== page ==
When people are scared and face death, they are most likely to lean towards something that calms them down. In a city located in the heart of Syria, and yet known to be a more religious then others, one can understand the civilians’ choice in turning to religion for psychological safety. This argument has been used for years to answer one question: What do you turn to / think about when scared? Religion had always been a part of that conversation, but when did it become an indicator of terrorism?

Yet, my Anonymous friend thinks that this was what portrayed Al-Ghouta as an extremist hub, and it’s a comment that is often present in conversations and discussions about Eastern Ghouta.

“The West’s governments are shallow, they want a pretty looking blond face, they want women in mini skirts demanding freedom, but a woman wearing a Hijab has the right to demand freedom as well, I don’t understand how this became an indicator of extremism” – She asks.

Indeed the majority of the West’s politicians suffer from Islamophobia – and some Arab countries and residents as well- the West is only triggered enough when someone breaks the stereotype, that’s when the media picks up a story, and it’s what Ahed Al-Tamimi did, she broke the stereotype of the “regular Palestinian woman” present in the West’s mind. Ahed is blond, furious, does not wear a Hijab, she touched soldiers and pushed them away, she gave men the middle finger. To the West: she was not your regular Palestinian woman.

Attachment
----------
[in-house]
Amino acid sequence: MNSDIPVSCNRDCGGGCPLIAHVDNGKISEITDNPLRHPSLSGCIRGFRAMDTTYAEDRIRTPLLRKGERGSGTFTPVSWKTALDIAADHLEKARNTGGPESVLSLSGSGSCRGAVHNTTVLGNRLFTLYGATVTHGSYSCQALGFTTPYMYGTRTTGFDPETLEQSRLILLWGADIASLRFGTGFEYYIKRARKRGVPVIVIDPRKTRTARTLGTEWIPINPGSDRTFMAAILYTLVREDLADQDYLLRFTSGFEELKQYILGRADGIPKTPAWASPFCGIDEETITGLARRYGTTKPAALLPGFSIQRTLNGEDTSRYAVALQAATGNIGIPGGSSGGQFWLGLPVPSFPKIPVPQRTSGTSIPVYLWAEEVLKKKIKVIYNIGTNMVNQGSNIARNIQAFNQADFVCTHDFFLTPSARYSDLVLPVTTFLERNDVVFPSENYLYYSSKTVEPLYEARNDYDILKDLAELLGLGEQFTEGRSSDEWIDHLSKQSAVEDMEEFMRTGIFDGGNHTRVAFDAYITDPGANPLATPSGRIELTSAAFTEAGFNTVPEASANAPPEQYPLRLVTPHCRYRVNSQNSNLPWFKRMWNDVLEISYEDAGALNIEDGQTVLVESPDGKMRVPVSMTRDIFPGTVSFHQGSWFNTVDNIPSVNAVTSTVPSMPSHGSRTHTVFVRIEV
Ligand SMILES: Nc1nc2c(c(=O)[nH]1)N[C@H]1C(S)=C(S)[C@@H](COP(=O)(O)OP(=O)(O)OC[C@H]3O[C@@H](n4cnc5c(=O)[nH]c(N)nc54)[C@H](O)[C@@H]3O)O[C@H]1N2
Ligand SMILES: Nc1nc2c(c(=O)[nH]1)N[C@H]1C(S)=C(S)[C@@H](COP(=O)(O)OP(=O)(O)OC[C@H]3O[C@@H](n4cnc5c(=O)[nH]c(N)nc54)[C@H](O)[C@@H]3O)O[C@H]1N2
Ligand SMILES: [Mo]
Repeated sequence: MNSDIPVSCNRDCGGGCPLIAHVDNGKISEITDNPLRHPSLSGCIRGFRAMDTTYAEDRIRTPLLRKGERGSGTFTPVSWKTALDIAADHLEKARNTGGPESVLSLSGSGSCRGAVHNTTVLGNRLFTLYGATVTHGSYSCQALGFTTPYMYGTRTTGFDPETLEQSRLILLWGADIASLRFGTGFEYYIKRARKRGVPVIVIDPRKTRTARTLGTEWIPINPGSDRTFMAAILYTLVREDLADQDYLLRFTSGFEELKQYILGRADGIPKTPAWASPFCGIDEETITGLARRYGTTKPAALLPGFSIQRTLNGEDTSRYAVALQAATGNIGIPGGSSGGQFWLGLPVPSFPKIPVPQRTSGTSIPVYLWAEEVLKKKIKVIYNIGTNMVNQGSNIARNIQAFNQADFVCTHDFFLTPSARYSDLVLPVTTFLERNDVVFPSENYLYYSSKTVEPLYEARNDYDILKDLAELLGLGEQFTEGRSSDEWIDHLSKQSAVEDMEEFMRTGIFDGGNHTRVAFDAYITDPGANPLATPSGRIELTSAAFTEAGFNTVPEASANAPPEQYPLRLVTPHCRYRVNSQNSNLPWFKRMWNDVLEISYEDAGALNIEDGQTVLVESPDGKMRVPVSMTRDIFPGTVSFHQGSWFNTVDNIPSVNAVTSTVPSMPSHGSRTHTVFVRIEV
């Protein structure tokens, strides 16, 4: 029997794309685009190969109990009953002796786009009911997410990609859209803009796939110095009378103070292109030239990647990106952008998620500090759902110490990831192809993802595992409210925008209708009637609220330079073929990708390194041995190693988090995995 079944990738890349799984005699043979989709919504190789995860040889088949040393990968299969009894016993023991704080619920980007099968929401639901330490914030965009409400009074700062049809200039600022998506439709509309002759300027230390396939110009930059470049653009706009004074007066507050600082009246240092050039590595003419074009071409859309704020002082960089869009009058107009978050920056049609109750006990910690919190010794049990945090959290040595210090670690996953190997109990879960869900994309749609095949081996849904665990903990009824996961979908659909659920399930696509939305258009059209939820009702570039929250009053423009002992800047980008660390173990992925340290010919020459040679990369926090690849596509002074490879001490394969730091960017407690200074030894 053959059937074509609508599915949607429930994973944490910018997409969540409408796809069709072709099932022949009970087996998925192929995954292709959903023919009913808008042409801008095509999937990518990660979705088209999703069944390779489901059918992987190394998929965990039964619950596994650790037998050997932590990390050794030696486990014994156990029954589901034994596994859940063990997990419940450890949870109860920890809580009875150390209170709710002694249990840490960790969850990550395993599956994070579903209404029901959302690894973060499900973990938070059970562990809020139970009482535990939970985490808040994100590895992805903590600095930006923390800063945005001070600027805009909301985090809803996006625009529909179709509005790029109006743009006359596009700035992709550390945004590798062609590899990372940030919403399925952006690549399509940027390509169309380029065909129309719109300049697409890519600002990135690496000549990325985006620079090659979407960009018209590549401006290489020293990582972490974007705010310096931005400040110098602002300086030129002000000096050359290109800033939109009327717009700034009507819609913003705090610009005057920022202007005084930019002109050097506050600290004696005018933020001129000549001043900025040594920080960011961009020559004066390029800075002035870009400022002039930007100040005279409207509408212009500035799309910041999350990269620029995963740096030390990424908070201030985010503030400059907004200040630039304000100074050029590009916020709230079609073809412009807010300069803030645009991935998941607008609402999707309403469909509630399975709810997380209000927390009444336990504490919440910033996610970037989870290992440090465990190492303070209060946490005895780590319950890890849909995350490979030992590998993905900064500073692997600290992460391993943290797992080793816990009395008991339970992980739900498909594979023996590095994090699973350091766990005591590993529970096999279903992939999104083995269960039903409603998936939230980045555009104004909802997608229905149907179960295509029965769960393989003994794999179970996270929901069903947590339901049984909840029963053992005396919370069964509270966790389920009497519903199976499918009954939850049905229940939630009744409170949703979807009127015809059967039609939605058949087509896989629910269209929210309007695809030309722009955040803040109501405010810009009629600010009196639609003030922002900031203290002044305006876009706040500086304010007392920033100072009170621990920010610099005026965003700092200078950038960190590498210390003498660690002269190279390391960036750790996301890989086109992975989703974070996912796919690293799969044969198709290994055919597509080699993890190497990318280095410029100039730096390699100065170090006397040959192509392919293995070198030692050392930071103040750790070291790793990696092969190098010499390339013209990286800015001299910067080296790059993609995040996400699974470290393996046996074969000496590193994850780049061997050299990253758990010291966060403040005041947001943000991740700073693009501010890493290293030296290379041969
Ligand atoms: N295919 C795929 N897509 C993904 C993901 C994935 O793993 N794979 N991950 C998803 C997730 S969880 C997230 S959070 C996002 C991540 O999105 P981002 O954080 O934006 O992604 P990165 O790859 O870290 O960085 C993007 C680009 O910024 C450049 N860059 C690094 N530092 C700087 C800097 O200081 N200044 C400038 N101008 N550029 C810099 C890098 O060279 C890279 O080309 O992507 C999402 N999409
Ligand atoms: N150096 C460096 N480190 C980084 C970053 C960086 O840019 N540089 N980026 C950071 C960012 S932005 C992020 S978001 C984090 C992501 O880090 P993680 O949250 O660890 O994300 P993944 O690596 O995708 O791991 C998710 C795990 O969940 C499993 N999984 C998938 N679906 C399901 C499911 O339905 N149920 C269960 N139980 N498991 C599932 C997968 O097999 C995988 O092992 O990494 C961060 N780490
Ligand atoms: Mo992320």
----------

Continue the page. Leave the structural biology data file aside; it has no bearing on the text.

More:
Had women in Al-Ghouta not worn Hijab, could this have convinced the West, that Al-Ghouta is not a hub for Islamists? If a group of women wore mini skirts and marched the streets of Al-Ghouta now, holding banners shouting for peace, would this be more appealing to the West? Would the UN react? Would people stop labeling that area as “The hub of terrorism”?

To conclude, there is no difference between Hitler’s adopted solution in his Nazi camps and what Bashar Al- Assad and his allies are doing to Eastern Ghouta today, they turned an Anti-Regime area into a massive extermination camp.

In Hitler’s era, concentration camps were an integral part of Nazi Germany between the years 1933 and 1945.

Hitler’s belief that Caucasian blond hair, blue-eyed Germans were superior to all other races drove him to execute Jews based on their looks.

In his mind, Jews were a very tainted race, which caused him to target this group more than any others. In the era of Al-Asaad, his indicator of terrorism is slowly becoming vailed women and men with beards, and the West is observing reluctant to do anything about it, because this revolution is no longer appealing to them.